Denver-area residents raised over $90,000 at the Jingle Bell Run/Walk in December 2014. That’s a lot of money for arthritis research and educational programs! If you missed it, you’ll have another chance to support the work at the Walk to Cure Arthritis in May 2015. Though you might think otherwise, moving your painful joints can actually benefit ankle arthritis, whether from osteoarthritis or the rheumatoid version. In fact, exercising with arthritis is one of the best ways to relieve symptoms of the condition.
Generally, range-of-motion exercises keep the joint from stiffening up, reduce swelling, and alleviate some of your pain. Of course, not all exercise is good, especially if you have rheumatoid arthritis. High impact movements like running, jumping, quick directions changes, and stops and starts can further damage inflamed joints. Instead, do some of the following movements to keep your joints functioning:
Sit with good back support and lift and hold your legs straight in front of you. Then gently circle your ankles 360 degrees, starting towards your right, 10 times. Lower your legs and relax, then lift them again and repeat, starting towards your left.
Still sitting, place your bare feet on a towel on the floor in front of you. Keeping your heels on the floor at all times, start arching your foot and curling your toes to pull the front part of the towel under your feet, 10 seconds at a time, with 5 seconds of rest between. Once the towel is completely under your feet, you can reverse the process, pushing the towel back out in front of you in 10-second increments.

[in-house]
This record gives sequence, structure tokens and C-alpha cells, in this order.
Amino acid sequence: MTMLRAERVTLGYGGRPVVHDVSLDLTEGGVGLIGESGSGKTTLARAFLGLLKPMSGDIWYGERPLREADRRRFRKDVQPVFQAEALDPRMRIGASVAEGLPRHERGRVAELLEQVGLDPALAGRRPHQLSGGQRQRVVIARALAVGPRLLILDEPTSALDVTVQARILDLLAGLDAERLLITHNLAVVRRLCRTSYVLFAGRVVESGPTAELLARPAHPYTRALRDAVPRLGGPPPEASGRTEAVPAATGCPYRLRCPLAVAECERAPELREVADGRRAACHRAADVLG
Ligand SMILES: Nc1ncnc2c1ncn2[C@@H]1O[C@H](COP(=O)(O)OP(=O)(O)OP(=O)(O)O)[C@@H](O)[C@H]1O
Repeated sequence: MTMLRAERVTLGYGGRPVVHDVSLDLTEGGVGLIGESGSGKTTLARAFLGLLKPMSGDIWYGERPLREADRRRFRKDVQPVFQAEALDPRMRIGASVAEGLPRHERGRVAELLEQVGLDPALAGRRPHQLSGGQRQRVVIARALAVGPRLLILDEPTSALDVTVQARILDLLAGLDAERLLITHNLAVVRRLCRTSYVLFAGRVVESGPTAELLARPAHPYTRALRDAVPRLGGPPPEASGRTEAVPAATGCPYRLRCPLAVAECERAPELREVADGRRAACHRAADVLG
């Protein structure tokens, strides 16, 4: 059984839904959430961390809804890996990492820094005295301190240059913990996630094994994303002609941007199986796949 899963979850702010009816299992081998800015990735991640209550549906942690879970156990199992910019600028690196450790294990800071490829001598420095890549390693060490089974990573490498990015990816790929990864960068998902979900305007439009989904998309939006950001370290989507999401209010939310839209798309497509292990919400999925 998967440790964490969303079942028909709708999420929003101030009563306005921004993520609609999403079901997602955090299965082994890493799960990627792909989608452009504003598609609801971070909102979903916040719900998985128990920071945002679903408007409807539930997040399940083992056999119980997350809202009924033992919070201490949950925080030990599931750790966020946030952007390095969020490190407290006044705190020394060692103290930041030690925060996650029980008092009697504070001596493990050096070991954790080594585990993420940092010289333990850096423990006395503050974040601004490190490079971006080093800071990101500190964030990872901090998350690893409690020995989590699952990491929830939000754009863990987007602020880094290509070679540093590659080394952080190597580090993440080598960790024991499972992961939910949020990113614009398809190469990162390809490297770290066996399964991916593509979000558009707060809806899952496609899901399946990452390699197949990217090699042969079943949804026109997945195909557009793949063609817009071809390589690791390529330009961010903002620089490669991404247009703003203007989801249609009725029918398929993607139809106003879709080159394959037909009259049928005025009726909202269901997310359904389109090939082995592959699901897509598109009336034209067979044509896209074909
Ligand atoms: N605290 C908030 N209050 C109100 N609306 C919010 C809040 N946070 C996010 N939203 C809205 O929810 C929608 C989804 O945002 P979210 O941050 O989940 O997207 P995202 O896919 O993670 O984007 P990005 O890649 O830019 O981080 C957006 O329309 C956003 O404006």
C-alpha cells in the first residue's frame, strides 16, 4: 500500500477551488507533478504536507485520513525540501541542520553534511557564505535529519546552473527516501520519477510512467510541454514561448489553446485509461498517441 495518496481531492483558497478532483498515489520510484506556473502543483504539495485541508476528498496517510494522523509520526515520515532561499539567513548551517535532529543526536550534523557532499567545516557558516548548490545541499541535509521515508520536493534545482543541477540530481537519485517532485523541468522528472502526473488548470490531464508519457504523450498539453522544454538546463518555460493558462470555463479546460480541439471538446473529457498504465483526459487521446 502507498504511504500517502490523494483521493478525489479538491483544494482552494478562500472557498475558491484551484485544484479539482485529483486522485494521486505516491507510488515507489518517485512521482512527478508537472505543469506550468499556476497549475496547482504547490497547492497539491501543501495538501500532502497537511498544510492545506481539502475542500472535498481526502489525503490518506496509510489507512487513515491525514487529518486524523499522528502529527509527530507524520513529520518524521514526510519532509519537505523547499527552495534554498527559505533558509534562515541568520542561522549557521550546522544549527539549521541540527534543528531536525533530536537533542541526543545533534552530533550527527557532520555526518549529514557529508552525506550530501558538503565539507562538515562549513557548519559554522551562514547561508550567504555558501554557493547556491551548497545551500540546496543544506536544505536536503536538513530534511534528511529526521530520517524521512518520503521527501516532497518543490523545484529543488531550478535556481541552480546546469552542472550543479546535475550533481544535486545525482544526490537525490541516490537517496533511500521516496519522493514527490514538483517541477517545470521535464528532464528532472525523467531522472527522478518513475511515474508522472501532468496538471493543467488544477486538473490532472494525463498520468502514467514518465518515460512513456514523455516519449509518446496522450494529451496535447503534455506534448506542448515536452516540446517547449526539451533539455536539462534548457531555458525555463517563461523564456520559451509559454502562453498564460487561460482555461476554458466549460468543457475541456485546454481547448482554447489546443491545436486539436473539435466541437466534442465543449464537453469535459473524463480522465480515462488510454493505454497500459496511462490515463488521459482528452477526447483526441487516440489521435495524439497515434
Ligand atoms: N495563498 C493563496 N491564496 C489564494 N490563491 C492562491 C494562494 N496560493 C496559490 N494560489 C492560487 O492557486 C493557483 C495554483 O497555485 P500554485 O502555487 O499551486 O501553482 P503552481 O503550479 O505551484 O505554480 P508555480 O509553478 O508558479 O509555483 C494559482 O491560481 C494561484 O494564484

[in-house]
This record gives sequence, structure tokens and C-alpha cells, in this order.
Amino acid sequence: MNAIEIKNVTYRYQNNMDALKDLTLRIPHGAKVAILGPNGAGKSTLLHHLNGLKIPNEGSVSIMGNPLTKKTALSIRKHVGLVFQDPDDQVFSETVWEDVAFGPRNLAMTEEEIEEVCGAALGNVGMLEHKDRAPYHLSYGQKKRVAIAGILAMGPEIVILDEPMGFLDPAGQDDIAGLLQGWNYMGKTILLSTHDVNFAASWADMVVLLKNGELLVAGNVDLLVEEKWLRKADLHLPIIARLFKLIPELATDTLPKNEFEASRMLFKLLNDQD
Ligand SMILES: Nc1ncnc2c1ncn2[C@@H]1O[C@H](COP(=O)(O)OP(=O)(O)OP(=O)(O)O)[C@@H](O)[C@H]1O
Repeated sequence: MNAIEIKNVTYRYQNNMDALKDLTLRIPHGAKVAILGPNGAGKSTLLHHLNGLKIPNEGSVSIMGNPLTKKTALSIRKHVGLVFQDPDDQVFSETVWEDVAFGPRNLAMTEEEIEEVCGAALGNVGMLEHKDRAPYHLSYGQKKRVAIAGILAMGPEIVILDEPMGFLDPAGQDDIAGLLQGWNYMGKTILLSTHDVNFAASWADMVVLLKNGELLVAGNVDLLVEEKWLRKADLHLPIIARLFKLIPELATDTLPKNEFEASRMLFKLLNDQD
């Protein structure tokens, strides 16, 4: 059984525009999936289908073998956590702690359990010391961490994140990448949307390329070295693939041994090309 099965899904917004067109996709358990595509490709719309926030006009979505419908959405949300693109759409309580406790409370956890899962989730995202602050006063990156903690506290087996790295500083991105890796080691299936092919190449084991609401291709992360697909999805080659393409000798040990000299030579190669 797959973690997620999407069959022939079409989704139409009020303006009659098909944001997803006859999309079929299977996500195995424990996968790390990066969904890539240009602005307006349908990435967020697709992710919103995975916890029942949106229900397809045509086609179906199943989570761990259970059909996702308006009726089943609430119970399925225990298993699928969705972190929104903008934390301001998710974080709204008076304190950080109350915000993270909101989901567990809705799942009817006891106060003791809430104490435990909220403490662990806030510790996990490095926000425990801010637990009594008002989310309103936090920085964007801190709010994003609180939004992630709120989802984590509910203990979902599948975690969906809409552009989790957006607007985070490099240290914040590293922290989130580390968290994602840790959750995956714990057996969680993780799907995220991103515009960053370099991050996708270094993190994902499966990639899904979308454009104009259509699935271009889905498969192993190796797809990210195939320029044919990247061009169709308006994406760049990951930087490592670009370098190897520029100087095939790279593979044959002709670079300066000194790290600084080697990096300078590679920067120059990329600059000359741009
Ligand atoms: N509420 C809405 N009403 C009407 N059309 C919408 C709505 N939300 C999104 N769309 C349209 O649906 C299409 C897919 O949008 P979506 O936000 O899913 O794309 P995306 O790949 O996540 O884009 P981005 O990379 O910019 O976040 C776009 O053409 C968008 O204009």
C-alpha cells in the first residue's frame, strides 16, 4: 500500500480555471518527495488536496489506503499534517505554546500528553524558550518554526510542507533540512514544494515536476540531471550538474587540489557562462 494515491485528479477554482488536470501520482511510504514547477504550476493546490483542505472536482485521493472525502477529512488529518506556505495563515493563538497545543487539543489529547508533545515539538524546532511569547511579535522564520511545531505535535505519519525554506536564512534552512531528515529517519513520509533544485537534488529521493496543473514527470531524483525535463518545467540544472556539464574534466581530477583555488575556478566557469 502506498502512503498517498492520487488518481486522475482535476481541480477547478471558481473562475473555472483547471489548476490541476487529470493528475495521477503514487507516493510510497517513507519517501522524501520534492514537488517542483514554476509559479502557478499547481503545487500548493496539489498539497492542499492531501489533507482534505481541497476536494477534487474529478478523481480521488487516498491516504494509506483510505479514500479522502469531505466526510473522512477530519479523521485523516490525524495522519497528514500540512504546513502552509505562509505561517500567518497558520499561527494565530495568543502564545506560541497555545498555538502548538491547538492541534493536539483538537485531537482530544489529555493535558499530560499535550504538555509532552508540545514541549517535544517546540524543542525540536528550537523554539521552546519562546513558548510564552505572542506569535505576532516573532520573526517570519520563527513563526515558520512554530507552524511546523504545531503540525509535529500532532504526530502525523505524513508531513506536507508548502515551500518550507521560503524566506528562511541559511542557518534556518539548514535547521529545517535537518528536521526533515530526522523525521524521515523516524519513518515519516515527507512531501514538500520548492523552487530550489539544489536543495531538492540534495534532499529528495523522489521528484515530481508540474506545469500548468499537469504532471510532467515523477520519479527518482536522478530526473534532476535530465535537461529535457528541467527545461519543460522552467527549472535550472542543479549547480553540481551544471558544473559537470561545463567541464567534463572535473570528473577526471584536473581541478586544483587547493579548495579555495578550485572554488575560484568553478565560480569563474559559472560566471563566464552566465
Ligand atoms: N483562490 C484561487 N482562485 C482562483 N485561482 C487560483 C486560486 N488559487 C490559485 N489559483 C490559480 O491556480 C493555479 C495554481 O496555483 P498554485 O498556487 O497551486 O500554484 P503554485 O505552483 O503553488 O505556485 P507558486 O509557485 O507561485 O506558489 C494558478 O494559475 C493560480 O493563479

Isometric exercises contract and hold your muscles for short periods to gradually strengthen them. For example, while seated with your feet on the floor, lift one foot and place it over the other ankle, then press down gently for 10 seconds, relax 5 seconds, and repeat this 10 times. This stretches the bottom of your foot. Then, in the same position, push up gently with the bottom foot in the same way.
Call Rocky Mountain Foot & Ankle Center in Lakewood, CO, at (303) 423-2520 for more tips on exercising with arthritis, or to set up an appointment for treatment of your ankle arthritis pain. We don’t want it to keep you from living a full and active life!
Photo credit: samarttiw via FreeDigitalPhotos.net